As documented in these pages, some advisors are moving towards fees on a time or service-provided basis to match them more directly with costs, and certainly providing this kind of personalization is time consuming.
For this fee, Massimo says he tries “to be able to bring as many resources as possible” to the relationship – so a network of suitable insurers and lawyers for instance.
When asked whether this kind of service might become more common, he says: “Absolutely, I think you’re going to see more and more…but as a wealth manager, you can’t just say ‘I’m going to into this’…you need to be dedicated [to it].”
His advice to families is “you have to take a leap of faith” – he thinks one of the most common emotions is to feel debilitated when confronted with difficult financial and emotional issues, but he says the worst thing is to “do nothing.”
Financial services providers are starting to wake up to these kinds of needs. Mass Mutual, for example, offers an outreach program for individuals caring for a person with a disability or other special needs.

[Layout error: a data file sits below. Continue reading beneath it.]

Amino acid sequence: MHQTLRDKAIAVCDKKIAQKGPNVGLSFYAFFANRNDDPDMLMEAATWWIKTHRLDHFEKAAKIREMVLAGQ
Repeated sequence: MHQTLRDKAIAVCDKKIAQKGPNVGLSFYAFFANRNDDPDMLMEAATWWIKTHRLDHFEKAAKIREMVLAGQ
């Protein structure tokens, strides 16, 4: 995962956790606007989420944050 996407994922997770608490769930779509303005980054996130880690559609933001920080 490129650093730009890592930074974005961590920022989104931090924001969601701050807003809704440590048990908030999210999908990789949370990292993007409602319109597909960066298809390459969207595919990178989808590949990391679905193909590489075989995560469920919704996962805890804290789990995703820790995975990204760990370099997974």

For this, the firm has designated “Special Care Planners,” which have received advanced training and information in estate and tax planning concepts, special needs trusts, government programs, and the emotional dynamics of working with people with disabilities and other special needs and their families. The certificate program was offered by The American College in Bryn Mawr, PA, exclusively for the firm’s financial professionals.
On the education and certification front, Massimo says he's "started to see certain things pop up” at individual firms. Eventually though, he thinks some kind of industry-wide accreditation signifying that a professional is trained in the wealth management needs of families affected by disabilities such as autism could well be on the cards. “I’m sure we’ll see the industry going that way,” he says.